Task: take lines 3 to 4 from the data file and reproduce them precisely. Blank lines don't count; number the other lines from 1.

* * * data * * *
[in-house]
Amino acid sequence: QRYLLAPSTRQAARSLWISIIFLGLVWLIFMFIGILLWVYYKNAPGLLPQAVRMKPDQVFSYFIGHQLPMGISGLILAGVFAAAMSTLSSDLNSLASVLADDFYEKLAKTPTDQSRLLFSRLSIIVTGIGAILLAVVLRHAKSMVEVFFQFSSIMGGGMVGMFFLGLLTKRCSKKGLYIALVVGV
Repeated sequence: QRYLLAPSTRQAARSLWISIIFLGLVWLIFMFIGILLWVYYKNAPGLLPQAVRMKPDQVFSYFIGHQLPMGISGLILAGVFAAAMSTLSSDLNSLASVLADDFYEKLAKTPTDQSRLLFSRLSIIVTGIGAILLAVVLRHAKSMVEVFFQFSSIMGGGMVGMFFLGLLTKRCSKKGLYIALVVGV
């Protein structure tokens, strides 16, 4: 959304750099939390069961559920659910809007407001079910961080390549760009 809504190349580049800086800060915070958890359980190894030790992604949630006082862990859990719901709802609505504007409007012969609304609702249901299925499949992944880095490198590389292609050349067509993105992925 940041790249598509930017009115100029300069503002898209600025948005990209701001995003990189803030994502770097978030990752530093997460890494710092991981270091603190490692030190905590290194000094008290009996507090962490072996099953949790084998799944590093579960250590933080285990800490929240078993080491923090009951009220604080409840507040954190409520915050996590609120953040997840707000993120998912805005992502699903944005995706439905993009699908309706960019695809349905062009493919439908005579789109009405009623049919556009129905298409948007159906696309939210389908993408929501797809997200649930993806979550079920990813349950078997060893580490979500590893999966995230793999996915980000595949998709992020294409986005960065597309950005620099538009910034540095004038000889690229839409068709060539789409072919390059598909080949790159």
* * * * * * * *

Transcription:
Repeated sequence: QRYLLAPSTRQAARSLWISIIFLGLVWLIFMFIGILLWVYYKNAPGLLPQAVRMKPDQVFSYFIGHQLPMGISGLILAGVFAAAMSTLSSDLNSLASVLADDFYEKLAKTPTDQSRLLFSRLSIIVTGIGAILLAVVLRHAKSMVEVFFQFSSIMGGGMVGMFFLGLLTKRCSKKGLYIALVVGV
């Protein structure tokens, strides 16, 4: 959304750099939390069961559920659910809007407001079910961080390549760009 809504190349580049800086800060915070958890359980190894030790992604949630006082862990859990719901709802609505504007409007012969609304609702249901299925499949992944880095490198590389292609050349067509993105992925 940041790249598509930017009115100029300069503002898209600025948005990209701001995003990189803030994502770097978030990752530093997460890494710092991981270091603190490692030190905590290194000094008290009996507090962490072996099953949790084998799944590093579960250590933080285990800490929240078993080491923090009951009220604080409840507040954190409520915050996590609120953040997840707000993120998912805005992502699903944005995706439905993009699908309706960019695809349905062009493919439908005579789109009405009623049919556009129905298409948007159906696309939210389908993408929501797809997200649930993806979550079920990813349950078997060893580490979500590893999966995230793999996915980000595949998709992020294409986005960065597309950005620099538009910034540095004038000889690229839409068709060539789409072919390059598909080949790159």